Ferrymead Countdown has opened amidst a row over its carpark, ripped up by a contractor in protest for not being paid.
The contractor now faces a bill for the damage to the carpark.
Police kicked Pera Te Amo and his diggers off Ferrymead's new Countdown site last week as they were turning the almost finished car park into a pile of soil.
Te Amo claimed the main contractor, Watts & Hughes Construction, did not pay him for some of the work completed.
Angry and fed up, he last week had his crew rip up the car park, before police arrived to serve a trespass order.
A spokeswoman for the developer, PDS Property, said it had "promptly paid all certified amounts owing to the head contractor, Watts & Hughes Construction, including payment claims relating to the car park construction".
"Any dispute Mr Te Amo has in relation to payment for his work is with Watts & Hughes Construction and not PDS Property."
Watts & Hughes Construction declined to comment.
Te Amo said there would be no criminal charges but he expected to get into trouble for his actions.
"The developer will send me a bill for the damage done at some stage, which is quite ironic considering we haven't got paid . . . I'm going to be the loser."
He did not regret his action as it sparked an "overwhelming" response from other subcontractors who had been afraid to speak about similar problems.
Te Amo said the Government needed to change the Construction Contracts Act as existing rules made it too easy for main contractors and developers not to pay subcontractors.
In most large construction projects, developers hire a main contractor to take control of the site. The main contractor then uses subcontractors to do the work, and usually holds back part of the payment as a security - retention money - until completion of the work.
Te Amo said retention money should be held in a trust to protect it in case of problems.
"It has been this way for more than 20 years but subcontractors don't say anything because they are scared. They don't want to be blacklisted from the market."
Specialist Trade Contractors Federation president Graham Burke said he could not comment on individual cases, but that Te Amo's reaction was "symptomatic of the frustration some subcontractors feel".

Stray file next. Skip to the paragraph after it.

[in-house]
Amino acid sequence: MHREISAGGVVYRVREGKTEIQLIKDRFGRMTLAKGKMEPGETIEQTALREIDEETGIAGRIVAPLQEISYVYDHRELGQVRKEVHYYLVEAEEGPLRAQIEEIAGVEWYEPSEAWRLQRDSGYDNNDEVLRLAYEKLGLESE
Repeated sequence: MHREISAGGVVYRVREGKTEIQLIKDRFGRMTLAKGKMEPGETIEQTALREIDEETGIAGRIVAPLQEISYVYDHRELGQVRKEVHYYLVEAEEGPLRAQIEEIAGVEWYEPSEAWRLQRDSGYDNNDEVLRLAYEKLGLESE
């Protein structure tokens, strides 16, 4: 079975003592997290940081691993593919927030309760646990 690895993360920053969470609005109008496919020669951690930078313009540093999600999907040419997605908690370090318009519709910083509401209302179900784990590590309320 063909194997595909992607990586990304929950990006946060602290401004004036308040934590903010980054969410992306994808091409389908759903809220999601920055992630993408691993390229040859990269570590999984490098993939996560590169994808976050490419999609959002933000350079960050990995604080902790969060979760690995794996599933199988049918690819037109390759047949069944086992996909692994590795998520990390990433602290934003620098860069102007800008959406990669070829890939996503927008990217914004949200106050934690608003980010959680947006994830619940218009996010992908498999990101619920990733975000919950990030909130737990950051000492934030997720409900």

"There is an imbalance of power between the main contractor and the subcontractor. It's certainly not the first time that somebody's taken action into their own hands."
Burke said most contractors used retention money as cash flow rather than security.
"If subcontractors don't agree with retention, they won't get the work."
Countdown shoppers will still be able to visit the new shop today as planned, as City Care has been working to fix the car park.
Countdown property general manager Adrian Walker said the store had worked hard to make sure it could open on time.
"While the car park won't be 100 per cent perfect, there will be plenty of parking available for customers and we expect it to be fully sealed by the end of the week, weather pending.
"Countdown is the tenant so we don't own the land or the building, however we've been doing what we can to resolve the issue."
He said the opening was an "exciting milestone for the community".
City Care confirmed Watts & Hughes Construction had commissioned it to work on the site.
A spokesperson for Building and Construction Minister Maurice Williamson said the Ministry of Business, Innovation and Employment was consulting with the industry to find a solution for contract disputes.
If one could be found, it would be added to the Construction Contracts Amendment Bill.
If you are a subcontractor and have not been paid for your work, email firstname.lastname@example.org.
- The Press
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